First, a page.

Reading about Djibouti


My #1 impression of Djibouti. On-line or in a book, it’s a word that came up in every single thing I read about the country. We all are shaped by geography, but in the milder places of the world, nature can be overridden. Not so in a desert nation. Sleeping, eating, work, play, prayer; all are dictated by the dominating presence of the Sun. And when that country happens to be in a political and economic hot-spot as well…strange things abound.

The first book I read, Passage of Tears by Abdourahman A. Waberi, was a bit of a tough journey for me. The writing was beautiful, but the story left me surprisingly cold. I have the feeling I could revisit it somewhere down the road and have a very different reaction. It’s an internal, meditative work and maybe I just wasn’t in the right headspace when I encountered it.

Lake Assal, Djibouti
Lake Assal, Djibouti
(image by “Lake Assal 3-Djibouti” by Fishercd – Own work. Licensed under Public Domain via Wikimedia Commons)

I still wanted to know more about the country, so I let Google be my guide:

  • There’s a sizable US Military base there, Camp Lemonnier.
  • It’s hot.
  • It’s a great place to go if you want to swim with whale sharks.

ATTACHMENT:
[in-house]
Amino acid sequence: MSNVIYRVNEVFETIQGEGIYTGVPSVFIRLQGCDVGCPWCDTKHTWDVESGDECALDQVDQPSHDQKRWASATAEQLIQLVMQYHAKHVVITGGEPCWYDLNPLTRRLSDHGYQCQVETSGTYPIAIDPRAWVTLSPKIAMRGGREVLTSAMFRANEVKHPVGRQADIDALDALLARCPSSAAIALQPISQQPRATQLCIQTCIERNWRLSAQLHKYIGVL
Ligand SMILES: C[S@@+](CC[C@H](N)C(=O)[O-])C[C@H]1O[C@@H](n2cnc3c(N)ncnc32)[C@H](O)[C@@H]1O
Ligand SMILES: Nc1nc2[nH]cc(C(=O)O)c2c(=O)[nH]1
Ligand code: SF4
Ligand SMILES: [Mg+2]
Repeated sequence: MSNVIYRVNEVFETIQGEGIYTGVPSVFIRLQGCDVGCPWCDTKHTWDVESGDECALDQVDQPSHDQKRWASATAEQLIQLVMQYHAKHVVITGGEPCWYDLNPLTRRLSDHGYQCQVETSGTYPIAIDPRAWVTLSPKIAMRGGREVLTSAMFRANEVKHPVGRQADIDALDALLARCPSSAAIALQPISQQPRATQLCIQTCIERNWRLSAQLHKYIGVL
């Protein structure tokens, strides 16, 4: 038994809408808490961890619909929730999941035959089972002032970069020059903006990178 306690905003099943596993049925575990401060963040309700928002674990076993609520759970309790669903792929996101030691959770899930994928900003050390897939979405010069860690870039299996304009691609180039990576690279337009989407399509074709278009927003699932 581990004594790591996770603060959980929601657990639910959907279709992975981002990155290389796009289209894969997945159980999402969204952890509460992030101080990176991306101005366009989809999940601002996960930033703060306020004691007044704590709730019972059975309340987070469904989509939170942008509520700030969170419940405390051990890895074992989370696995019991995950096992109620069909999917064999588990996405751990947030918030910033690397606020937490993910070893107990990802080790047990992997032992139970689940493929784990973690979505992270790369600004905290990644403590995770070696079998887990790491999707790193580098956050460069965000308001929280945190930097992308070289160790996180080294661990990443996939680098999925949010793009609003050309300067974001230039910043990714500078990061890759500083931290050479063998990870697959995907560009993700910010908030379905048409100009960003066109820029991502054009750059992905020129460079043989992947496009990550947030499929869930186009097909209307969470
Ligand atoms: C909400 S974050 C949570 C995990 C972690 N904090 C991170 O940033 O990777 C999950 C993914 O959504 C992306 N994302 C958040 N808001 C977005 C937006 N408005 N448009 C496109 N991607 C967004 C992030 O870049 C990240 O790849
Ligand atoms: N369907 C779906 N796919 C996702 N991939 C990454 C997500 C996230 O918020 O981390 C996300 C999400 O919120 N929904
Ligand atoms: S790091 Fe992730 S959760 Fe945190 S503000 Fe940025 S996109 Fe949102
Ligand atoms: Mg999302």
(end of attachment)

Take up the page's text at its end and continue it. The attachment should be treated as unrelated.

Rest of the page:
• And according to the internet, just about everyone there chews khat, which I found to be fascinating.

After reading a somewhat breathless Esquire article from a few years back, I felt compelled to learn more.

Fortunately, someone has written a book all about it: Eating the Flowers of Paradise, by Kevin Rushby. It’s an entertaining account of his travels through the countries in the Horn of Africa and the Arabian Peninsula (Ethiopia, Djibouti, Yemen) where khat use is deeply woven into the social fabric. Really interesting stuff, and I felt like I learned something new.

A khat market in Harar, Ethiopia
A khat market in Harar, Ethiopia
(image by “At The Chat Market (Detail) (2782041206)” by A. Davey from Where I Live Now: Pacific Northwest – At The Chat Market (Detail)Uploaded by Elitre. Licensed under CC BY 2.0 via Wikimedia Commons)

Leave a Reply

Fill in your details below or click an icon to log in: Logo

You are commenting using your account. Log Out /  Change )

Twitter picture

You are commenting using your Twitter account. Log Out /  Change )

Facebook photo

You are commenting using your Facebook account. Log Out /  Change )

Connecting to %s

This site uses Akismet to reduce spam. Learn how your comment data is processed.